Thursday, February 11, 2010

Oregon 's Exports: Troubles and Trends

Mike Rogoway in The Oregonian has a great piece today on the current state of Oregon's exports. Overall the news is dismal, echoing the astonishing decline in world trade that has resulted from the global recession.

Here is WTO data on global trade volume:

So Oregon is not exceptional in the overall decline in trade. But the main trend that is - perhaps not astonishing if you have been paying attention to the economic performance of countries -but remarkable nonetheless, is the soaring share of our trade with China. Most of this is due to the quick return to astronomical growth that China has experienced, but part of it is likely due to proximity. Despite all the advances in container shipping and other efficiency gains, proximity still matters in trade, and it matters a lot. So if there is good news for Oregon for the future it is the lucky fact that we are relatively close to China's enormous and rapidly growing market.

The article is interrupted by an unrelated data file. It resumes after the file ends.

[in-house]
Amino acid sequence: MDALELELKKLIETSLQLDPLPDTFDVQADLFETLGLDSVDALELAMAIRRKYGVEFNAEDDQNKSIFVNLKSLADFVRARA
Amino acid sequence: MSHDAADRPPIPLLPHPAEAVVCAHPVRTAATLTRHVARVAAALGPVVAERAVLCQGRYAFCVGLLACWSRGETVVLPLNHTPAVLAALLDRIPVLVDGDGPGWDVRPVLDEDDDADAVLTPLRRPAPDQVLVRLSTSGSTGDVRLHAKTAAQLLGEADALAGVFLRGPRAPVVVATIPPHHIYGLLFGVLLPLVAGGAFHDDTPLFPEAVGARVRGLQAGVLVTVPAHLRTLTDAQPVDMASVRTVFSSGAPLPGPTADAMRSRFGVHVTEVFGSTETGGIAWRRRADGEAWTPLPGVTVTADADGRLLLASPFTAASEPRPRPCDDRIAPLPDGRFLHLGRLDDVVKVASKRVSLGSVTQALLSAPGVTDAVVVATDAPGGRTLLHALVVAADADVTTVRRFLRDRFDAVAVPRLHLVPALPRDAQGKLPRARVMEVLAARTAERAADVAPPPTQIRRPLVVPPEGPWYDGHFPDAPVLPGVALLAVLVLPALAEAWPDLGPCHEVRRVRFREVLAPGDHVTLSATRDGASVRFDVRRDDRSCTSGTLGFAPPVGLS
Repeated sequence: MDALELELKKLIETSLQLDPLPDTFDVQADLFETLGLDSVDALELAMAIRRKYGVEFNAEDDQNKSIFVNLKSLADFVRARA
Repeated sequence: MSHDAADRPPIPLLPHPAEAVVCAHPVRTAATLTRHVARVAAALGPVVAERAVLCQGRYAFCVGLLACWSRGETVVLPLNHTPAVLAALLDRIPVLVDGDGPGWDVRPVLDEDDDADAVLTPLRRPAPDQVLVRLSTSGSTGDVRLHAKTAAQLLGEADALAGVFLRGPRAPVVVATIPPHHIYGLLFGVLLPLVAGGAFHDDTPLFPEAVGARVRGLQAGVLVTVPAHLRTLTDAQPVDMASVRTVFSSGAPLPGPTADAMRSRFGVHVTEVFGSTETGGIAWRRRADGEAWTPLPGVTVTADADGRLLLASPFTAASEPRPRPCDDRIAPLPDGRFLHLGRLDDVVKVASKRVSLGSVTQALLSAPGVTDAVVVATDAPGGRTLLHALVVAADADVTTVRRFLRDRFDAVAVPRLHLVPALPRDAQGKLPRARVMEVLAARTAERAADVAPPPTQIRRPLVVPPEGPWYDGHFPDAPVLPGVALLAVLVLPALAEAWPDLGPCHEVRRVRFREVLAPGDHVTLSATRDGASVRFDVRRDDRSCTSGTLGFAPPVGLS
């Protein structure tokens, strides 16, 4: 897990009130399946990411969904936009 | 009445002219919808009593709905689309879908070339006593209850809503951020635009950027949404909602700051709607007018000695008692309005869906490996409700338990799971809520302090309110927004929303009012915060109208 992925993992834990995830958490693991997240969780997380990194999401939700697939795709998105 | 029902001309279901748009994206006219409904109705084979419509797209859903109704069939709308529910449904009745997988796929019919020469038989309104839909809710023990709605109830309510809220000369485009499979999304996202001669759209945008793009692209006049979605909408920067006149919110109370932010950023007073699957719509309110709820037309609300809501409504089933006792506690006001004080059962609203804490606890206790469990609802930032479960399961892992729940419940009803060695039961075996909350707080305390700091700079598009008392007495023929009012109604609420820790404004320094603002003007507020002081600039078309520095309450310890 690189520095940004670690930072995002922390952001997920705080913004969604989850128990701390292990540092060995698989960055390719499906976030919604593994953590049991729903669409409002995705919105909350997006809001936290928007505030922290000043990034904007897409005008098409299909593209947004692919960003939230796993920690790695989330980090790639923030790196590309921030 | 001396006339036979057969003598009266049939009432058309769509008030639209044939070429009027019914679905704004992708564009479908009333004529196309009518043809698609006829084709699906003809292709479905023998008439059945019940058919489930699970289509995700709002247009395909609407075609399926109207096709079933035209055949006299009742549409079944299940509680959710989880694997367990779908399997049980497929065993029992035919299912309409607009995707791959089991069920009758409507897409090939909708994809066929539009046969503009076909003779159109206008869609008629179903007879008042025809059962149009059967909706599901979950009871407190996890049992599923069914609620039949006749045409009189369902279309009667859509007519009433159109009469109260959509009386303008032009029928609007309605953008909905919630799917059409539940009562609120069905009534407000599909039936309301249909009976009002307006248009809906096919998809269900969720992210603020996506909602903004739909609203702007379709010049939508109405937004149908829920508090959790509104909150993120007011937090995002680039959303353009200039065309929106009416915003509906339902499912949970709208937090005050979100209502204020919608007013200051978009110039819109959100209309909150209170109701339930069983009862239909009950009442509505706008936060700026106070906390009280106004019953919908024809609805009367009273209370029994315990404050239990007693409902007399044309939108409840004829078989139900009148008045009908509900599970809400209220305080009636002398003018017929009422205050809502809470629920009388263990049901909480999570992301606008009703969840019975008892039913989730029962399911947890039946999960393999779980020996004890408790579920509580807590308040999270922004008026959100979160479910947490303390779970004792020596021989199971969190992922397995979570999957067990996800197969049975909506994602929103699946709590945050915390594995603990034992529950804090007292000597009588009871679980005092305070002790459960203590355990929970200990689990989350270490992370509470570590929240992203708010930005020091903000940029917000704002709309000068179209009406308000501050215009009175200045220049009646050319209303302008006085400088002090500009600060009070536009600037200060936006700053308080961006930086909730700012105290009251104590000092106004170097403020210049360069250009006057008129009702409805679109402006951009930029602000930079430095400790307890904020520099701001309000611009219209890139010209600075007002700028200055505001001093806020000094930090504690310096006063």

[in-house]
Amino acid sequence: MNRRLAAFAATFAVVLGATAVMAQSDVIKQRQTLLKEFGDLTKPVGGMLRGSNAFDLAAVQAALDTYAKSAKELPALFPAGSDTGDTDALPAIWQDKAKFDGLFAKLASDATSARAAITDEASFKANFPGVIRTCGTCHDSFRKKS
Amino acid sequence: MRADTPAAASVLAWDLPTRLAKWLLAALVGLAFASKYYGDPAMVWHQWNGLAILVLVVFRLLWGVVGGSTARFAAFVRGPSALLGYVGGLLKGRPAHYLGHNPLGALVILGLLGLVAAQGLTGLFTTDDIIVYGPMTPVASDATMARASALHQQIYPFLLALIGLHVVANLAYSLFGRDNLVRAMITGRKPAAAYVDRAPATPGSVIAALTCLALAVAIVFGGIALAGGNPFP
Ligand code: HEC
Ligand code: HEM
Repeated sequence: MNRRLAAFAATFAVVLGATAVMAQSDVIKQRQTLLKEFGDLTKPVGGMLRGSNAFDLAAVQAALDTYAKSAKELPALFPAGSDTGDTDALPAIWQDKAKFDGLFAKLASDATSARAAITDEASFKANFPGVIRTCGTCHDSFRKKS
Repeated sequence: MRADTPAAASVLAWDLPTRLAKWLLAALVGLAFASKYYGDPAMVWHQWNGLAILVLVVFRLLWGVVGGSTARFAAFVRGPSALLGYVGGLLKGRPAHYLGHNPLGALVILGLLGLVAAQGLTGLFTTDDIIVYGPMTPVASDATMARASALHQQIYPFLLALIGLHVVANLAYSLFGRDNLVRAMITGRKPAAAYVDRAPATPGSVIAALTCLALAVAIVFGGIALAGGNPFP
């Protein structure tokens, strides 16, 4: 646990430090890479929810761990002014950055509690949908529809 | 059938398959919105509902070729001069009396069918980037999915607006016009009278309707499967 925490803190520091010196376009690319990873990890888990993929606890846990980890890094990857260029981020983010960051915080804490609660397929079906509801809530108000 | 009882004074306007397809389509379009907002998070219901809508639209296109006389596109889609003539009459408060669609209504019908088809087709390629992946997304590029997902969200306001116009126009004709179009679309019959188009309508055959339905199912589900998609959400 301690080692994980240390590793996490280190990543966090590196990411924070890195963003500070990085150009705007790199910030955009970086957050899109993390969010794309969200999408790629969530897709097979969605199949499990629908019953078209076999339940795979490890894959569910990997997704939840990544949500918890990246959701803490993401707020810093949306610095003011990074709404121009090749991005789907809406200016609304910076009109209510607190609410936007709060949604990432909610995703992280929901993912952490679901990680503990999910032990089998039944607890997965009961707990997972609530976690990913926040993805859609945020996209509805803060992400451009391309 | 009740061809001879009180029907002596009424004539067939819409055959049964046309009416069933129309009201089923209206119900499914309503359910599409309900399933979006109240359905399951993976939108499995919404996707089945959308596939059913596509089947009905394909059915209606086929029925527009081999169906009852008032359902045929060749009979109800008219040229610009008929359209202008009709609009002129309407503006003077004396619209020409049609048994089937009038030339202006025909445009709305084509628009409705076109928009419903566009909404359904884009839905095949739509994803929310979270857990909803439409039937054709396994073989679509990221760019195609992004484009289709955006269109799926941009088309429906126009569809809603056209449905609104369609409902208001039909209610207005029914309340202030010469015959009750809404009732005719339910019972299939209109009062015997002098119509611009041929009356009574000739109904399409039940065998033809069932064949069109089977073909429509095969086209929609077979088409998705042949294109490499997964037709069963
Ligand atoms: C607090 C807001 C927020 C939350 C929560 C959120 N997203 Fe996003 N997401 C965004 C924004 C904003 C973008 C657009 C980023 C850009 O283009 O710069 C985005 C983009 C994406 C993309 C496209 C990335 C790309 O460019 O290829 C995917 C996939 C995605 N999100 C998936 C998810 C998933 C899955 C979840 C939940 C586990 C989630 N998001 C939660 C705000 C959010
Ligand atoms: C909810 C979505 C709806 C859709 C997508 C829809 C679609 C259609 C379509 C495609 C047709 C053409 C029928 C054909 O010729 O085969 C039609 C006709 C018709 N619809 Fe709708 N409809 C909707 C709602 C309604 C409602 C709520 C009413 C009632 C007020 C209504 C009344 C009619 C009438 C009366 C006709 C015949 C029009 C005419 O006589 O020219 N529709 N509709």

As Rogoway notes, right now a lot of what we are doing is sending computer chips to manufacturers of computers and electronics. This is great as long as what is being done in Oregon can't be done as well and more cheaply in China. For the time being this is true for the more advanced stuff - the cutting edge stuff where the engineers and the manufacturers work closely together - but the spectre of competition in the future is troubling for Oregon. And it once again leads me to make the point that in order to keep this competitive edge we need to invest in human capital. And apropos of the reigning in of the BETC, we need to transfer less taxpayer money to industries and companies that may or may not grow in Oregon and more money on the fundamentals of growth: education and technology.


Thomas Jerry said...

Are exports to foreign countries more important than exports to other American states? Or to other American companies?

Patrick Emerson said...

No. But since China is the once area of the world that is growing strongly, having it as a major market for what we produce is a good thing.

And a lot of the exporting to China in the form of microprocessors is probably to other American companies (Apple for their iPhone was one example in Rogoway's piece). It really is a global market and national distinctions are becoming less and less clear.